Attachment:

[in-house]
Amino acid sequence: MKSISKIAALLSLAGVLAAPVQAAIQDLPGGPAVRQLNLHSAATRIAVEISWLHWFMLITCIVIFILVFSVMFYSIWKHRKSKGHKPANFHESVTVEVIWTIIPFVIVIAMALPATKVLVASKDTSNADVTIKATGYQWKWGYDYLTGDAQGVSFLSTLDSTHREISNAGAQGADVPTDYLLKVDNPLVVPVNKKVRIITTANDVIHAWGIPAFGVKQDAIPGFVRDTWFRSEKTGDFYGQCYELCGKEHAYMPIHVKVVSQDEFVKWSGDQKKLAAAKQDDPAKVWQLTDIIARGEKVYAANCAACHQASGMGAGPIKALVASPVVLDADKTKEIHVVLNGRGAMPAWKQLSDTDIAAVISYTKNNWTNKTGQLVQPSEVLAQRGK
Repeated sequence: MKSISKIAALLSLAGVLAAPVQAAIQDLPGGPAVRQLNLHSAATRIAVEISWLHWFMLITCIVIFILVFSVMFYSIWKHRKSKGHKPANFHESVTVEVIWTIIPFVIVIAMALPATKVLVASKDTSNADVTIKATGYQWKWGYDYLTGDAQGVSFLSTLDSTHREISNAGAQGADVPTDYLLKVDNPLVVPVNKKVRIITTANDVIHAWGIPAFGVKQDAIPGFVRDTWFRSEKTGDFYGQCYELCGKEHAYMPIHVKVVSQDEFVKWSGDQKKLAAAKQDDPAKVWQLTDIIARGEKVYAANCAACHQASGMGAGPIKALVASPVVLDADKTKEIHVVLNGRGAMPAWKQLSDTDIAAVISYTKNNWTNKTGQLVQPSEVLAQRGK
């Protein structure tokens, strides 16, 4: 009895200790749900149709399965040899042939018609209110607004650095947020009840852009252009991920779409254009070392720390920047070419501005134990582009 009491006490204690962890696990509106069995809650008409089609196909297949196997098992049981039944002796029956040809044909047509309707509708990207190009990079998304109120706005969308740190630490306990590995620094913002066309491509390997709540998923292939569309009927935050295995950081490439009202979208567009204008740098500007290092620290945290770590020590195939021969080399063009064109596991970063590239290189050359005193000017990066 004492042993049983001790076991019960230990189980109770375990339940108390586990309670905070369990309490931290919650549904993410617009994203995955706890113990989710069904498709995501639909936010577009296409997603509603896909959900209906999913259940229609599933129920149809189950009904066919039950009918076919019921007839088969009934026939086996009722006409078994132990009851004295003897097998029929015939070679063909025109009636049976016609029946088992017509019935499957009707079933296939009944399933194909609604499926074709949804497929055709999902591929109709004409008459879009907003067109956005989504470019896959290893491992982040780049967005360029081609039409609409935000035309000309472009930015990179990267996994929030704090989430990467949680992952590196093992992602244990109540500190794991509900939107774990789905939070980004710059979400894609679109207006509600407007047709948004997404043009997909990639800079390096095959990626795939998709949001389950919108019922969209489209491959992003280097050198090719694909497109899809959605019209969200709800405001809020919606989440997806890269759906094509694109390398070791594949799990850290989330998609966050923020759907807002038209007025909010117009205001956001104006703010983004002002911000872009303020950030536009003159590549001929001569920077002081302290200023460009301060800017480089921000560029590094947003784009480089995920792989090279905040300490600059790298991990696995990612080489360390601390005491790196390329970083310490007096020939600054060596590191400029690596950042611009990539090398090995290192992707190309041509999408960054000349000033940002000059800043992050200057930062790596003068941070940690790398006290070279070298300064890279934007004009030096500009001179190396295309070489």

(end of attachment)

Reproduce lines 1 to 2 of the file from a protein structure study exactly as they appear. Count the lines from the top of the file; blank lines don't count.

[in-house]
Amino acid sequence: MKSISKIAALLSLAGVLAAPVQAAIQDLPGGPAVRQLNLHSAATRIAVEISWLHWFMLITCIVIFILVFSVMFYSIWKHRKSKGHKPANFHESVTVEVIWTIIPFVIVIAMALPATKVLVASKDTSNADVTIKATGYQWKWGYDYLTGDAQGVSFLSTLDSTHREISNAGAQGADVPTDYLLKVDNPLVVPVNKKVRIITTANDVIHAWGIPAFGVKQDAIPGFVRDTWFRSEKTGDFYGQCYELCGKEHAYMPIHVKVVSQDEFVKWSGDQKKLAAAKQDDPAKVWQLTDIIARGEKVYAANCAACHQASGMGAGPIKALVASPVVLDADKTKEIHVVLNGRGAMPAWKQLSDTDIAAVISYTKNNWTNKTGQLVQPSEVLAQRGK